Prior to his passing after a heroic struggle with leukemia in September 1992, Bruce G. Batts was the founding director of the Warren W. Hobbie Center for the Civic Arts. His vision, creativity, careful thinking, determination, and concern for others were crucial factors in launching the major changes that continue to shape Tusculum College today. It was Bruce who first suggested the name "Commons" for the newly developed core curriculum. It was Bruce who worked diligently to assist in finding sources of funding for the important innovations taking shape here. It was Bruce from whose frequent essays and thoughtful conversations members of the community learned to think more deeply about goals and methods in transforming the College.
With the Bruce G. Batts Medal Tusculum College perpetuates the memory of this outstanding pioneer and honors a graduating student who has demonstrated to a high degree the qualities that characterized Bruce and, in fact, qualities which well represent the Civic Arts: consistent civility in dealing with others, a high level of scholarship and careful thinking, and a strong pattern of service to others.
Students are responsible for all work from the first day of class and are expected to attend all meetings of the class for which they are registered. Absence for whatever reason, including participation in a college-sponsored event, does not relieve a student from responsibility for any part of the work covered in the class during the period of absence. During a block, students may miss up to three classes to participate in college-sponsored events without penalizing their grade. Students who miss more than three classes, without instructor approval, will fail the course. Students should refer to specific course syllabi for additional attendance policies.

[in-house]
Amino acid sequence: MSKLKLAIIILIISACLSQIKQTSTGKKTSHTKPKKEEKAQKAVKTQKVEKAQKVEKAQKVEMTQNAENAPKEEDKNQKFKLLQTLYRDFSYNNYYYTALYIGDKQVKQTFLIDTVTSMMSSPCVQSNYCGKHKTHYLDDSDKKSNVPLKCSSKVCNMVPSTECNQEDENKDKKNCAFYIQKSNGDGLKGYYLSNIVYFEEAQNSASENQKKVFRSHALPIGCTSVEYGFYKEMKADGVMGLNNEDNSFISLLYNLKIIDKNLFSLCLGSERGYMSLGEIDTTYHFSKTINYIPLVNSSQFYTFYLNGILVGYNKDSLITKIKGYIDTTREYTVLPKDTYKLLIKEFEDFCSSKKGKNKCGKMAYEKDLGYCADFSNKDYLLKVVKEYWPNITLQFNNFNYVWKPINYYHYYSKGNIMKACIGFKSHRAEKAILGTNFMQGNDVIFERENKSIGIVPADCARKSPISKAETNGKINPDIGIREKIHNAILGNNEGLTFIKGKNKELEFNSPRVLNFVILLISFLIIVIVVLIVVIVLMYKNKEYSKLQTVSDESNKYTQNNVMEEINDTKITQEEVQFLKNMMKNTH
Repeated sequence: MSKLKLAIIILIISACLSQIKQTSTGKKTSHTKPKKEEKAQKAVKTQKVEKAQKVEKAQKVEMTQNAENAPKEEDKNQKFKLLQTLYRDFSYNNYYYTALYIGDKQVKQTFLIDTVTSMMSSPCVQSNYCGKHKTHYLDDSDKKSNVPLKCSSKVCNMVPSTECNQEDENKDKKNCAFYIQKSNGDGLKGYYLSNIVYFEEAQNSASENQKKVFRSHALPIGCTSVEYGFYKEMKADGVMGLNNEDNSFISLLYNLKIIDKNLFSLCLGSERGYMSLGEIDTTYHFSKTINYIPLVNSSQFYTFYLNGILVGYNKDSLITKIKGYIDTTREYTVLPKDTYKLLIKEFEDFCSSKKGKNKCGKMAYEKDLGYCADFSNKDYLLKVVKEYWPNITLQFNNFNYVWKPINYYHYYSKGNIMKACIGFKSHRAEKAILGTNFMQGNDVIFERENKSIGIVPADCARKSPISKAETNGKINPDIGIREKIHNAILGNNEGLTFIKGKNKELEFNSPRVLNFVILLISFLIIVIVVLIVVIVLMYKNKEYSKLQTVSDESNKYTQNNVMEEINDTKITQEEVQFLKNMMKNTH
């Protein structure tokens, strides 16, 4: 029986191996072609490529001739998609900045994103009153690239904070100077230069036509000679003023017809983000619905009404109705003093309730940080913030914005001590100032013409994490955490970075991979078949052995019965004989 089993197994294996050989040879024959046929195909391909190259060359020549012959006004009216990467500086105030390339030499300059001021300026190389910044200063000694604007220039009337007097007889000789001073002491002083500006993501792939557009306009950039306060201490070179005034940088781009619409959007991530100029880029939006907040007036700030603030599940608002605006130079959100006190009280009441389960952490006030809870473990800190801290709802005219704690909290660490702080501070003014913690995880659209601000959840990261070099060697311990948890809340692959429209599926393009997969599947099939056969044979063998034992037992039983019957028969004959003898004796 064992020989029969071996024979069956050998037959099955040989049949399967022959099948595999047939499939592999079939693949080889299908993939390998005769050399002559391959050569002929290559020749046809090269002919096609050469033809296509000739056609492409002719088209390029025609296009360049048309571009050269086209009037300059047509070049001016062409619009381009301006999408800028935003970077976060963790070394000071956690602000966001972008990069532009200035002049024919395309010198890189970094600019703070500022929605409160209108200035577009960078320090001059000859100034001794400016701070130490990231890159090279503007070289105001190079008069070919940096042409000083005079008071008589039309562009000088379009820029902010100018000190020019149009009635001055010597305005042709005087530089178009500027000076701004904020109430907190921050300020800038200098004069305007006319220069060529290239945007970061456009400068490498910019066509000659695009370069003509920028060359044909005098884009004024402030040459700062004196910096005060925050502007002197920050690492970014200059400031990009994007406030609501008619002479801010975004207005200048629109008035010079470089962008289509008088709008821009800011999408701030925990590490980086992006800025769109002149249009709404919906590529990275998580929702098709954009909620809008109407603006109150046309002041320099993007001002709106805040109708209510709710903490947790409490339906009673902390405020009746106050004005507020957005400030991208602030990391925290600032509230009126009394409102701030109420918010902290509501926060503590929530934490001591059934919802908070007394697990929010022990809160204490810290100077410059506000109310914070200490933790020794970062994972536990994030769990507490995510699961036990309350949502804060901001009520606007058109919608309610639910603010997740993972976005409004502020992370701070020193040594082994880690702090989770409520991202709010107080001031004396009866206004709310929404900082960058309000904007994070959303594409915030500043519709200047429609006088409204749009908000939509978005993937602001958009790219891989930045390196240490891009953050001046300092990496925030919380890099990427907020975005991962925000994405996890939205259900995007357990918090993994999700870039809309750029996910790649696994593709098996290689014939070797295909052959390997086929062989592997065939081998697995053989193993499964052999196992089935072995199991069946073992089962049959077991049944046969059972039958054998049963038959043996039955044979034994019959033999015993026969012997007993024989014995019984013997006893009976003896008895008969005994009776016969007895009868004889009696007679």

All students must attend three or more classes to be considered for a refund of any Financial Aid monies if a refund is due.